Tuesday, 8 November 2011

Breaking Release Dates - What's the Issue, and What's to be Done?

Can't wait to play Call of Duty: Modern Warefare 3? Well, if you went to certain stores you didn't have to! It's certainly not the first time that stores have either willfully or just out of ignorance broke the street date on a game release, but this begs the question: shouldn't something be done about it?

Sure, most of us know a guy that knows a guy who can get you the hotest new releases a couple of days or even a couple of weeks early. It's not that magical, he's just a dude that works at an EB or a Best Buy or something that has access to the storeroom and thus can get you a copy of a game that they've got in but hasn't been officially released yet. You pay him cash (and perhaps a little extra) and he gets you a copy before you should be allowed to have one. It's not the most legal thing, of course, but it's not like it doesn't happen. But this isn't even one of those cases, no sir, this is just a case of a store selling a game that they shouldn't be selling yet to anyone who walks in and asks for it.

Like I mentioned in the header, this is hardly the first time that something like this has happened, nor is it the biggest case. Hell, Penny Arcade even did a strip on it:

*Ahem* blowbos aside, this is actually a serious issue for the gaming community thanks to a couple of factors. Before online multiplayer was the main point of some games breaking street date meant that most of the games that people got their hands on early where single player releases; sure, people were jealous, but the harm was minimal. That's unfortunately not the case with most games these days. Take Modern Warfare 3 for example: the huge, driving point of the game is going to be the multiplayer. You can't deny this fact, it's what the franchise has recently built itself on. But when a store sells the game early, they're giving someone a marked advantage, letting them know the ins and outs of the maps, level up their perks and weapons and whatever else. It might only be a few days, but it can make a big difference, and it's one that not everyone is going to have access to, unlike the more XP campaign I talked about a few weeks back.

So, what's a company to do? Well, for a while Infinity Ward was seemingly considering punishing the people that bought the game early. This is an ass backwards way of doing things, while the people that purchased the game are likely aware that they've gotten it early, they've still made the purchase legally, they own the copy of that game. The retailer (or as the case may be retailers) that sell the games early should be culpable. Yet, in taking a cursory look around, I haven't found much information about the kind of fines that retailers get from breaking street date and even less about how often these kinds of fines are actually enforced. I've heard sums thrown about from the low range of $500 to the high end of over $150,000 in terms of potential monetary punishment for stores giving stuff out early, and yet I've not found one concrete case where a company got a fine slapped on them for doing so. If a dissuasive measure isn't going to be used, then what's the point of having it at all?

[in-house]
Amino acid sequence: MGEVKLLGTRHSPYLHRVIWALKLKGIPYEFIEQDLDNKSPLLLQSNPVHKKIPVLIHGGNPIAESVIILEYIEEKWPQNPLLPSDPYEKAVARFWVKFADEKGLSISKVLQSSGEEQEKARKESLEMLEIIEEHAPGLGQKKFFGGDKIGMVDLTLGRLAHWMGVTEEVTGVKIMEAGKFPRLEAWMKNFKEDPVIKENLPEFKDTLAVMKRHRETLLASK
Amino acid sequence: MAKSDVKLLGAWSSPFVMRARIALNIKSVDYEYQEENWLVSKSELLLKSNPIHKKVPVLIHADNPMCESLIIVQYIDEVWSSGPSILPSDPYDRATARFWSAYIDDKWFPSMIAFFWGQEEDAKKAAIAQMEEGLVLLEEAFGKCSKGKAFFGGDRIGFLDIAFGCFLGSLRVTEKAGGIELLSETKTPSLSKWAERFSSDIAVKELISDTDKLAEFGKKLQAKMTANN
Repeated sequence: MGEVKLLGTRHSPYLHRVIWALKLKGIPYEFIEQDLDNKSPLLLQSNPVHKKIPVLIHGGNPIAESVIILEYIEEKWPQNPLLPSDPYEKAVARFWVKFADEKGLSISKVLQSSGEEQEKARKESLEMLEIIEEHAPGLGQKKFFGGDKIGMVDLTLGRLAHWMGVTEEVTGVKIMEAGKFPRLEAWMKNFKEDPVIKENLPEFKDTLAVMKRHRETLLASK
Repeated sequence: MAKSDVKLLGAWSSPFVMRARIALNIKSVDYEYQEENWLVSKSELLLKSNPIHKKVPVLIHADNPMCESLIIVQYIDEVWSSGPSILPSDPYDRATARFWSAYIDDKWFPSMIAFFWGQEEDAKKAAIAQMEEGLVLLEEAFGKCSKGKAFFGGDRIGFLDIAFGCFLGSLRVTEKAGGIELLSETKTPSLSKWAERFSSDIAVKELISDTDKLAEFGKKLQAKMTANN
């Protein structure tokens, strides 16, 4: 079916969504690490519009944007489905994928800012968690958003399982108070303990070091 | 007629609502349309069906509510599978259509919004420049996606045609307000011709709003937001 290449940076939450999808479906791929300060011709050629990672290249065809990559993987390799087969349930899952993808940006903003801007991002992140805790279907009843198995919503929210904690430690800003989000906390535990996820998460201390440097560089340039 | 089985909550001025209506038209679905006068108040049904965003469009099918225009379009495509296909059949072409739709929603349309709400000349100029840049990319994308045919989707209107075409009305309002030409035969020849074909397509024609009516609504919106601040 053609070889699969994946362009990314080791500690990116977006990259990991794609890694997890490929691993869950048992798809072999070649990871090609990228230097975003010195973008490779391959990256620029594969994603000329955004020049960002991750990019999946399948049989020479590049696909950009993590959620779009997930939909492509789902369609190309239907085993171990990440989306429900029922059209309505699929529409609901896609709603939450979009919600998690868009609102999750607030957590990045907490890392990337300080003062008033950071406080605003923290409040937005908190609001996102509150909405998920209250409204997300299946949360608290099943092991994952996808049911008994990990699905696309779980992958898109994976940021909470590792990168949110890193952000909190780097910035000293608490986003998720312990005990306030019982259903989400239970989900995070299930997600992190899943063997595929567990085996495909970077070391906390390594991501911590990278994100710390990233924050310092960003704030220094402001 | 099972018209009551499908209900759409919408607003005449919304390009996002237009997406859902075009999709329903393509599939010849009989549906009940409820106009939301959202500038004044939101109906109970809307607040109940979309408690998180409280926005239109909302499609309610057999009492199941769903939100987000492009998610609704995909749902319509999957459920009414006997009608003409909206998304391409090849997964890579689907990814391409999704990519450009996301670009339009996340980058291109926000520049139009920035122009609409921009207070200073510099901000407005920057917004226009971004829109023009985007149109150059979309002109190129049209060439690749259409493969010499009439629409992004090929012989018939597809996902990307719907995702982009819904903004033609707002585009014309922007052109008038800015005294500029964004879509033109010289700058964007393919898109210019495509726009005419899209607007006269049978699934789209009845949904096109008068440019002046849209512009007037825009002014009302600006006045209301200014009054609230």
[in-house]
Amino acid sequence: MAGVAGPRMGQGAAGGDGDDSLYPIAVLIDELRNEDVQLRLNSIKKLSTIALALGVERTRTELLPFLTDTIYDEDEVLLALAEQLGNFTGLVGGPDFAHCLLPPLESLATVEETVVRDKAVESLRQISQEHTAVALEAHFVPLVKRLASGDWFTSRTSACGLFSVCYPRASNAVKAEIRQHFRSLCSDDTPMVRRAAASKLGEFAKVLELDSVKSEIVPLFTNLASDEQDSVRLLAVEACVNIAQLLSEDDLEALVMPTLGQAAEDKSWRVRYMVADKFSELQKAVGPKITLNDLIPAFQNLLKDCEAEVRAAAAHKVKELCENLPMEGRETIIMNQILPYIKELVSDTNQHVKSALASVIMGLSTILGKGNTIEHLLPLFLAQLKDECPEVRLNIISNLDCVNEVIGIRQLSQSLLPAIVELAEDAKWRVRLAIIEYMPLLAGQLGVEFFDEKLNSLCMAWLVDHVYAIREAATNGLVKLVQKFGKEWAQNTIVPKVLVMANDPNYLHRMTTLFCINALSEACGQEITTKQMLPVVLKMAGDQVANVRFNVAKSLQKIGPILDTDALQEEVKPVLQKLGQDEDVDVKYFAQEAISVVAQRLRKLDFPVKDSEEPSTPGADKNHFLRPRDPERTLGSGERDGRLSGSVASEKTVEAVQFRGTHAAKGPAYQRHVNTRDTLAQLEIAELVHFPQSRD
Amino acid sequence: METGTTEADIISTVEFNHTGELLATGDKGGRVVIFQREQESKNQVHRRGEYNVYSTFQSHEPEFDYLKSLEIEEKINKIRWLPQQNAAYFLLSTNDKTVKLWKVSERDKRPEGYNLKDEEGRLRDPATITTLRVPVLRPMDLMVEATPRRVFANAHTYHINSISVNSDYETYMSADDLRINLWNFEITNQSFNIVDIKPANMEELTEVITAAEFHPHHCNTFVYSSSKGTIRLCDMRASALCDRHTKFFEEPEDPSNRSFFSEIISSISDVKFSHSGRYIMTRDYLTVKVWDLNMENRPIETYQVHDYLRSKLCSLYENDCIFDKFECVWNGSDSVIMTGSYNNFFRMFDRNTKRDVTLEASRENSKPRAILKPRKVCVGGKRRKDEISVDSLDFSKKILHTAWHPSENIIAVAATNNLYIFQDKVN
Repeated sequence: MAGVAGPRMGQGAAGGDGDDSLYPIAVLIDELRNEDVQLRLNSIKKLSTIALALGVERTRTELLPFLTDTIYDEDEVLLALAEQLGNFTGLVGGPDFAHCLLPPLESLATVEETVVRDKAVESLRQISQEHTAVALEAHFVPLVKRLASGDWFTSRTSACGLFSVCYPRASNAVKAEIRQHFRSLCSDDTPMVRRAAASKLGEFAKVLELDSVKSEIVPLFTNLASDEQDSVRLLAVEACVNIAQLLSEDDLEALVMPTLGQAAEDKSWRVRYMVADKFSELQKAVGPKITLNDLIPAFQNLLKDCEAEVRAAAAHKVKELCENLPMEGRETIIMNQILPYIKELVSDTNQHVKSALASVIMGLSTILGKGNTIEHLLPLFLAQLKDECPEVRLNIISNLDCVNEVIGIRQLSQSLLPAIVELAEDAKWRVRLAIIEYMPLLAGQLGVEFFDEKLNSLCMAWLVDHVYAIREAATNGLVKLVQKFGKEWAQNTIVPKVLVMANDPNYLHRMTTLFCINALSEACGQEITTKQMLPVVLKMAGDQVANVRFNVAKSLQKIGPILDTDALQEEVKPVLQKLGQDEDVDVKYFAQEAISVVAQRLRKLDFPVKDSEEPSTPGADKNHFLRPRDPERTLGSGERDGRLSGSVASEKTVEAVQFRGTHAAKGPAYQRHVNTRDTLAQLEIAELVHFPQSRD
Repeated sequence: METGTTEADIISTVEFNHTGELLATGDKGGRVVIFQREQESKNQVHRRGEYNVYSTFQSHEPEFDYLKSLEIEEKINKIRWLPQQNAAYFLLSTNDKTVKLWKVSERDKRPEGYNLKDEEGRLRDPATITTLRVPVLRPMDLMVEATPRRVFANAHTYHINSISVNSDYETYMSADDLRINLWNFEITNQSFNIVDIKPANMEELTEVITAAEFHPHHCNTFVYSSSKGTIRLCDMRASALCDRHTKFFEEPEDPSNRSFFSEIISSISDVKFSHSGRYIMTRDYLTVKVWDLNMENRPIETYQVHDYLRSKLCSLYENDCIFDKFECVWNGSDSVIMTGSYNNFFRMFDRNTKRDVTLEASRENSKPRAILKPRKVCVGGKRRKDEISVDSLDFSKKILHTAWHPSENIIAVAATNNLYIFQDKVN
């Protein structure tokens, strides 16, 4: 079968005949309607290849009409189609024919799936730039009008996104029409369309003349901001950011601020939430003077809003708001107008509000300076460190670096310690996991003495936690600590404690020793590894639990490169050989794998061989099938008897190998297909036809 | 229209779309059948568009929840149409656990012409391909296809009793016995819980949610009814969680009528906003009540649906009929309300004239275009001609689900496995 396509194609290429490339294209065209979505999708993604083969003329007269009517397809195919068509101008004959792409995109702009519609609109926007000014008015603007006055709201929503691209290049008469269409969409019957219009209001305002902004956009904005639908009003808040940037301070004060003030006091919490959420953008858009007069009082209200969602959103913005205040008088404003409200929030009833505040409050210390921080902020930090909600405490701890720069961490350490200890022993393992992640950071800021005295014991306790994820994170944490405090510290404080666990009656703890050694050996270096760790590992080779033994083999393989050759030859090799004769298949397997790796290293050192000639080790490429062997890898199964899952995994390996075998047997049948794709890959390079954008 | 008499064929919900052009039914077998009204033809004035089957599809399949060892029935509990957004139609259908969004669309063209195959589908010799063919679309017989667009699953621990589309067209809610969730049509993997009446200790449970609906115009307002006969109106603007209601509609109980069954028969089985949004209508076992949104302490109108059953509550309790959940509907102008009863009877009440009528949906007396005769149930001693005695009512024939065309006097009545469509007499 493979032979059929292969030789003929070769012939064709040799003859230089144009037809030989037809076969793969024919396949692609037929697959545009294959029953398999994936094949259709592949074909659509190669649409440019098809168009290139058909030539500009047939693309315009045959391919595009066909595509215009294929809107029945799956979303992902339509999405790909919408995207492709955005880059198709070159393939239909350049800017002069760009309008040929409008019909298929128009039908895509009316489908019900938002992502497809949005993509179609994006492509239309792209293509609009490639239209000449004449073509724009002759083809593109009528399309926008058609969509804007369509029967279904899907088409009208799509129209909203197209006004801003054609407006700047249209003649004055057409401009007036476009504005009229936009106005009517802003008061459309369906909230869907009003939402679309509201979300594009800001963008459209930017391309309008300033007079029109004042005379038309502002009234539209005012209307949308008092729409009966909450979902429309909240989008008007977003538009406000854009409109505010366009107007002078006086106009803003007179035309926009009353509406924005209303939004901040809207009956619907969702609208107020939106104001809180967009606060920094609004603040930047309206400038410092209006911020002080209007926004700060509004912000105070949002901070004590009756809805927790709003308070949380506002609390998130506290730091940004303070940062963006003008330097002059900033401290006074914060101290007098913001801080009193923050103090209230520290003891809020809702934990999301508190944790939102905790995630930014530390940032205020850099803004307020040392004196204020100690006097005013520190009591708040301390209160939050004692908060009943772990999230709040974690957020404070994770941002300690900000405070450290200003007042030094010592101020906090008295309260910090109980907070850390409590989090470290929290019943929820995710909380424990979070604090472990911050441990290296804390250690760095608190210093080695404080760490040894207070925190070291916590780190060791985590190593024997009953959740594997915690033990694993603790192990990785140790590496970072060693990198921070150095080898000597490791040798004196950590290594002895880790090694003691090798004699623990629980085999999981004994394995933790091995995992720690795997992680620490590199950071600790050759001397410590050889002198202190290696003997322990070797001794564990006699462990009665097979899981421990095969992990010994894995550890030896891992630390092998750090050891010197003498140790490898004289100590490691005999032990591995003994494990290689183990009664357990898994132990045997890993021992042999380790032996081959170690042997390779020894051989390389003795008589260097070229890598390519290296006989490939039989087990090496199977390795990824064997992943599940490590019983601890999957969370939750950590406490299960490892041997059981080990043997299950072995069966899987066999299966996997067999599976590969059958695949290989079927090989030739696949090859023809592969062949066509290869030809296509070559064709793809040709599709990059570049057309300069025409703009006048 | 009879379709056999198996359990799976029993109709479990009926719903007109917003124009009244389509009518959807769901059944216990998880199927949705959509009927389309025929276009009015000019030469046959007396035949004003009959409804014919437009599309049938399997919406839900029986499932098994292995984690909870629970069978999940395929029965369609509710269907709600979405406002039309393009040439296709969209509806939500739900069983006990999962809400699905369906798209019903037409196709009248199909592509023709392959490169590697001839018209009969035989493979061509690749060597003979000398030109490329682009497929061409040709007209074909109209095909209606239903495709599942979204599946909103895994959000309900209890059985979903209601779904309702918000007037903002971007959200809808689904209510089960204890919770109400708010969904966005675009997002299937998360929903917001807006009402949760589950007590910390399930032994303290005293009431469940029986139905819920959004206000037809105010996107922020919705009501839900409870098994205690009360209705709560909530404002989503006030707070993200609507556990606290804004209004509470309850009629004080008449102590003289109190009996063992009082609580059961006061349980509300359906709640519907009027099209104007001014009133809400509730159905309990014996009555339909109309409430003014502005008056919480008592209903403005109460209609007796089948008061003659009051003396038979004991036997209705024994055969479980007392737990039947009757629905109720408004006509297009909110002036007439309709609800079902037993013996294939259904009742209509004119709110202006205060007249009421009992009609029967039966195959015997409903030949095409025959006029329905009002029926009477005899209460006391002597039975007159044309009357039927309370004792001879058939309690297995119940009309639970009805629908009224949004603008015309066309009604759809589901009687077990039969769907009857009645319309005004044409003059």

Another thing I've heard is that rather than fines that publishers will simply deny copies of games to retailers they've had problems with until launch day, which means shipments that will usually arrive a day or two after the game has already launched and after the majority of those interested in acquiring it as soon as possible have done so. Again I have no idea how often this punishment is actually enforced, but it seems to me that it's the very least that could potentially be done to prevent street dates being broken.

Retailers also need to tighten things up. It can't be difficult to put a chart in the back that clearly shows the upcoming release dates -- dates which I should mention are not often subject to change and even less likely to be moved forward rather than back -- and that if anyone is caught selling a game before street date, they get one warning not to do it again, and then after that if they're found doing it a second time they're terminated. This not only discourages people from trying to break street dates in order to scalp some profit for themselves, but also people who sell games early because they don't pay attention to the dates and don't particularly care, because there's no punishment for it anyways.

To sum it up, if there's going to continue being seemingly no reaction to street dates being broken, then they're going to keep being broken. If publishers want to make sure that games get to people when they actually want them to, then an effort is going to have to be made to dissuade people from doing otherwise.

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